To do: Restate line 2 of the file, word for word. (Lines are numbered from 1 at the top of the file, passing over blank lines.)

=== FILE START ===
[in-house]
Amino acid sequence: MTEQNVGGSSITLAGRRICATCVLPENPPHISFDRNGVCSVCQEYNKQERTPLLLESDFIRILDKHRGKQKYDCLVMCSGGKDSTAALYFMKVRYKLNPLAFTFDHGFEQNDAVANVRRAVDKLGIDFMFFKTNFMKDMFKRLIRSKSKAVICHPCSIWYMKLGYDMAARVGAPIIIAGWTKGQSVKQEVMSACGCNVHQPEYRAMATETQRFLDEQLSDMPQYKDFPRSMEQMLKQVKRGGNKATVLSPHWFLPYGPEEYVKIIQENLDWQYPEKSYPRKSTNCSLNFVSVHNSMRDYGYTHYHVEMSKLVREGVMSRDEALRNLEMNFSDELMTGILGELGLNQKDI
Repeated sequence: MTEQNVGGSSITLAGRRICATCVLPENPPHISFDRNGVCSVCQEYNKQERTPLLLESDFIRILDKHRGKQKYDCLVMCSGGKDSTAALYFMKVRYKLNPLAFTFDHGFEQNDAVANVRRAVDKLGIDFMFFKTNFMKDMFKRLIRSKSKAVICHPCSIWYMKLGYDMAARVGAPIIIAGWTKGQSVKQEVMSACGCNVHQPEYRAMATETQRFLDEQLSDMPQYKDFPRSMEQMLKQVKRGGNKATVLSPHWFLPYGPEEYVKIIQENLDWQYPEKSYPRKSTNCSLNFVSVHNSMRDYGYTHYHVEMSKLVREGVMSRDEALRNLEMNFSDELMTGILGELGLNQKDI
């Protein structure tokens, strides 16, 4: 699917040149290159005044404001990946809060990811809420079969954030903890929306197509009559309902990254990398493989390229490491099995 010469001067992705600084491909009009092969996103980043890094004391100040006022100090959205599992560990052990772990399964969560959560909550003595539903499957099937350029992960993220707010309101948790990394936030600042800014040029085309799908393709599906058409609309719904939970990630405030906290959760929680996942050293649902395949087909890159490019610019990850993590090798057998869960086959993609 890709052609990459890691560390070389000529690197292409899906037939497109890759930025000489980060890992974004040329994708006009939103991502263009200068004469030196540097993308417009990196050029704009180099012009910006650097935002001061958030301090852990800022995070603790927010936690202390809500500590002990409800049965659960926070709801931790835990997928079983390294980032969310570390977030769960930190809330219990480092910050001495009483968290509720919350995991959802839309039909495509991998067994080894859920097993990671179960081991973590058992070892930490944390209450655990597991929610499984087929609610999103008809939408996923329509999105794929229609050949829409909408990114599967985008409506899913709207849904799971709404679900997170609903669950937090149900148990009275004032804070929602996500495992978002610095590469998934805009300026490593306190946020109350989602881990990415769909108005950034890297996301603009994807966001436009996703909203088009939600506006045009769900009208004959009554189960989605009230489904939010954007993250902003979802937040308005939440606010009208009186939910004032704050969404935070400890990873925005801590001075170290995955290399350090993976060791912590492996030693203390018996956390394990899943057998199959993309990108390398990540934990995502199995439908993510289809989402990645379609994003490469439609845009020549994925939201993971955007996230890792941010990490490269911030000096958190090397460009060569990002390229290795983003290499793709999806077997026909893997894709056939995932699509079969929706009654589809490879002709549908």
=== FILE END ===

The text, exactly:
Amino acid sequence: MTEQNVGGSSITLAGRRICATCVLPENPPHISFDRNGVCSVCQEYNKQERTPLLLESDFIRILDKHRGKQKYDCLVMCSGGKDSTAALYFMKVRYKLNPLAFTFDHGFEQNDAVANVRRAVDKLGIDFMFFKTNFMKDMFKRLIRSKSKAVICHPCSIWYMKLGYDMAARVGAPIIIAGWTKGQSVKQEVMSACGCNVHQPEYRAMATETQRFLDEQLSDMPQYKDFPRSMEQMLKQVKRGGNKATVLSPHWFLPYGPEEYVKIIQENLDWQYPEKSYPRKSTNCSLNFVSVHNSMRDYGYTHYHVEMSKLVREGVMSRDEALRNLEMNFSDELMTGILGELGLNQKDI